Former Immaculate hurdler turns pro
Jamaica has a deep stock of high-class 100-metre hurdlers. It could be deeper next year as former Immaculate Conception High School standout Jeanine Williams is going pro. With three years of notable performances under her belt at Georgia Tech University, Williams has set her sights on a place on Jamaica's team at the 2020 Olympics.
Fourth in the NCAA Championships final won by fellow Jamaican Janeek Brown, Williams intends to focus on athletics for a few years before following a dream of becoming a doctor. "I'll try to go pro for a couple of years and then after I'll take my talents to med school because that is the ultimate dream, to become a doctor," she said. "I can't do both, so I have to do track first and then go to med school."
Three years of improvement
In May, she lowered her personal best to 12.72 seconds to become the 14th fastest Jamaican ever and reached the NCAA final to conclude three years of improvement under Georgia Tech hurdles coach Nat Page, who was once married to sprint queen Merlene Ottey. "He's really helped me a lot and we still have a lot more things to work on and I don't think I should change my coach now especially with Olympics next year," Williams said of her decision to stay in Atlanta.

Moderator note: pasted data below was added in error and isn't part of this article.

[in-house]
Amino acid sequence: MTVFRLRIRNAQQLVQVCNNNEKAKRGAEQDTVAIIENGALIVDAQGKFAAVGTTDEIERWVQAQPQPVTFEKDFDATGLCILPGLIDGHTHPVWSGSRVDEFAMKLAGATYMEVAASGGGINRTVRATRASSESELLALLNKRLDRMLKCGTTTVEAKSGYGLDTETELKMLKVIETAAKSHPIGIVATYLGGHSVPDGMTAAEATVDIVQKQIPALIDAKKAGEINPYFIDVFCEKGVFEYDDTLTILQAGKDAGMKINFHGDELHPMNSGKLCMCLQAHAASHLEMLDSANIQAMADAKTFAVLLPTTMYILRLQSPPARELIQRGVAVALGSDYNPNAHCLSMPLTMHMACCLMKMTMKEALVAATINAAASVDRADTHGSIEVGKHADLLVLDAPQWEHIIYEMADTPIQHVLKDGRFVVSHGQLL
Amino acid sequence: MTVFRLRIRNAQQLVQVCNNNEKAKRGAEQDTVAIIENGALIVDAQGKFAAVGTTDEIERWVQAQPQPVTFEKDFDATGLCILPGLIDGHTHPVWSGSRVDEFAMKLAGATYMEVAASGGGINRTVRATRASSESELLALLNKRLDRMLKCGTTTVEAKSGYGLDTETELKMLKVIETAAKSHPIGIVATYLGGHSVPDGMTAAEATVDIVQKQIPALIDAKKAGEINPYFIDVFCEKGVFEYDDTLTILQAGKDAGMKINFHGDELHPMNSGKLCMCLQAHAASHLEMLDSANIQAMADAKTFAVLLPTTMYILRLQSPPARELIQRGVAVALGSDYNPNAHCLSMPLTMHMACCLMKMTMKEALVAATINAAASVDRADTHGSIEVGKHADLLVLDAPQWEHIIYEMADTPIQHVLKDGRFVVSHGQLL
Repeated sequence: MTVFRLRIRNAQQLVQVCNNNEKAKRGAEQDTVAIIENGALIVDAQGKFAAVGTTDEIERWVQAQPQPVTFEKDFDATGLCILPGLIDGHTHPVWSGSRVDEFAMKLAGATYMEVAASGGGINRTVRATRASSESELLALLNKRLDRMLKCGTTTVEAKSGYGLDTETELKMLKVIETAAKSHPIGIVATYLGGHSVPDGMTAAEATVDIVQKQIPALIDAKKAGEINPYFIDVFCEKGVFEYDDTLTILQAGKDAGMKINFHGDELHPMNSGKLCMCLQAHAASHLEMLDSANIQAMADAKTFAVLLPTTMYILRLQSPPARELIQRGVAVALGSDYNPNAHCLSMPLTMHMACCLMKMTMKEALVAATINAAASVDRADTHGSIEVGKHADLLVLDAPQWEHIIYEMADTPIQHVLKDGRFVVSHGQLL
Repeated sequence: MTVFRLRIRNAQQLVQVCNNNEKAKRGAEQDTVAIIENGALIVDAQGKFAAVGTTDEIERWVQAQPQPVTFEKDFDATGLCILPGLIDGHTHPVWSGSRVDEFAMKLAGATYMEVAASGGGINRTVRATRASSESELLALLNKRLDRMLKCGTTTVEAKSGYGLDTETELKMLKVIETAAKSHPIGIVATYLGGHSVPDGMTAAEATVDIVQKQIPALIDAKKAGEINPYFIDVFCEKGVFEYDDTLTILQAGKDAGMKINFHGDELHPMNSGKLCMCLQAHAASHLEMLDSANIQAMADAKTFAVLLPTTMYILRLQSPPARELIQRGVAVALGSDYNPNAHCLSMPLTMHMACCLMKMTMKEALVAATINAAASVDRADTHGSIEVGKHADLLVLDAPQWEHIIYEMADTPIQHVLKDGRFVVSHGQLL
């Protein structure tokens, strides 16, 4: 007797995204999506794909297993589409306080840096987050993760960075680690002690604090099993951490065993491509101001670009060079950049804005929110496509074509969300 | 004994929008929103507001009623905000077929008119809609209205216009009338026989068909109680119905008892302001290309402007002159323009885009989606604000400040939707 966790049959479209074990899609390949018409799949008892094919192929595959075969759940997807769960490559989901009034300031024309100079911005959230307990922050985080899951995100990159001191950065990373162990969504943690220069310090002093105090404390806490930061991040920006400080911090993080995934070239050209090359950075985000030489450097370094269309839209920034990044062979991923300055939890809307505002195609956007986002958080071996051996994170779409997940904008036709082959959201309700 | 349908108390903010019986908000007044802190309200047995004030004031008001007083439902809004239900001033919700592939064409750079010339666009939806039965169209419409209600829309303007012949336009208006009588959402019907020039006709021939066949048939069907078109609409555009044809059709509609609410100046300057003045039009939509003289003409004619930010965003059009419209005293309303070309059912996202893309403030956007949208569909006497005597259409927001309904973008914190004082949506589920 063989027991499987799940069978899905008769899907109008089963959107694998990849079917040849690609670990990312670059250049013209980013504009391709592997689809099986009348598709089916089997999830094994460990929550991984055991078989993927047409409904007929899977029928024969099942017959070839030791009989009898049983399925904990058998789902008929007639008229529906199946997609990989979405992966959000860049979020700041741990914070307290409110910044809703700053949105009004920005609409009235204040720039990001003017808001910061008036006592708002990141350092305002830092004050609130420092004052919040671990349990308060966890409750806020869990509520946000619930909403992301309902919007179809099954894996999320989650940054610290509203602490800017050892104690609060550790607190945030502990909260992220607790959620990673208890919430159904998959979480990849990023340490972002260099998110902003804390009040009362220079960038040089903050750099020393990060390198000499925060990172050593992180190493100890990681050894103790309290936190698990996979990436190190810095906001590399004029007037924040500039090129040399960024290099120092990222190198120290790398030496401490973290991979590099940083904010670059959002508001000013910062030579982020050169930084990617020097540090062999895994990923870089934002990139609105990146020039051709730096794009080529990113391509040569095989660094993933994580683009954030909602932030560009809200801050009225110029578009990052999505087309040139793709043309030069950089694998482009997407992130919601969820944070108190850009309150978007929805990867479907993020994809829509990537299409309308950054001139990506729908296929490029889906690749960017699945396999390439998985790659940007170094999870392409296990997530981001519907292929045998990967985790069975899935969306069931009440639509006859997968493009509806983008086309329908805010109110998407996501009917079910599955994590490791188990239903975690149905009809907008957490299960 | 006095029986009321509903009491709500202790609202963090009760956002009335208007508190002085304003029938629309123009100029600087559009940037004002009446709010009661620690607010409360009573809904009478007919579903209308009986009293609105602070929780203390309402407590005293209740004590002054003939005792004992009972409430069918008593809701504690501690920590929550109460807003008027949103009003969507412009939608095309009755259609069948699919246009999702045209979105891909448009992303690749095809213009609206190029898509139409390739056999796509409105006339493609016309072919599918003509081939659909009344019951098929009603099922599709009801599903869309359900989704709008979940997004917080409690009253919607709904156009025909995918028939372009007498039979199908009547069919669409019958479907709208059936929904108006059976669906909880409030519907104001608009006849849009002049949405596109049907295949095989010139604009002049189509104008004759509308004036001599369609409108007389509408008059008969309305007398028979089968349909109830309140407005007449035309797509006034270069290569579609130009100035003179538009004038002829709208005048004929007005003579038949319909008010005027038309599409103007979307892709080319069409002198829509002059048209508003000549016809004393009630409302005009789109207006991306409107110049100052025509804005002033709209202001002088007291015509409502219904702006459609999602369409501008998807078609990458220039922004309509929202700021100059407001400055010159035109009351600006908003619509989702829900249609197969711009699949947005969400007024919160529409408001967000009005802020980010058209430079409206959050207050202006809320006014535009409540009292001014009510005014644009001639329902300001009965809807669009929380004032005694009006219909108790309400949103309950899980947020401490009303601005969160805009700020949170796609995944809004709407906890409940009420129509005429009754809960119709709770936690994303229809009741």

She left Immaculate for Auburn University in 2015 after winning silver at the Carifta Games. "In my freshman year, I didn't see things going upward for me, then I got a transfer to Georgia Tech. Then I started training with Coach Page and started to see a change, a change in my technique, a change in how I ran. My times were dropping, and I said, 'OK, maybe there're a chance'," she reflected.
Confirmation came in 2018. "In my second year at Tech, I became Conference champion, indoors and out, and I said, 'OK, all right, that seems good', and then there was the Athletics World Cup and I got second and I was like, 'O wow. This is like world-class and I got a silver medal. Clearly, there's something there, and clearly this is something I can do'," she said.
The Jamaican hurdles scene is hot. Danielle Williams, Brown and Megan Tapper placed third, seventh and eighth, respectively, at the World Championships in Doha. Williams isn't daunted. "What happened with the whole Trials and the whole team selection thing that happened, I kind of got a drive to ensure that whatever happens, I will always make the team," she said.
Her personal best of 12.72 makes her the sixth fastest active Jamaican behind namesake Williams, Brown, Tapper, Rushelle Burton, Britany Anderson and Doha semi-finalist Yanique Thompson.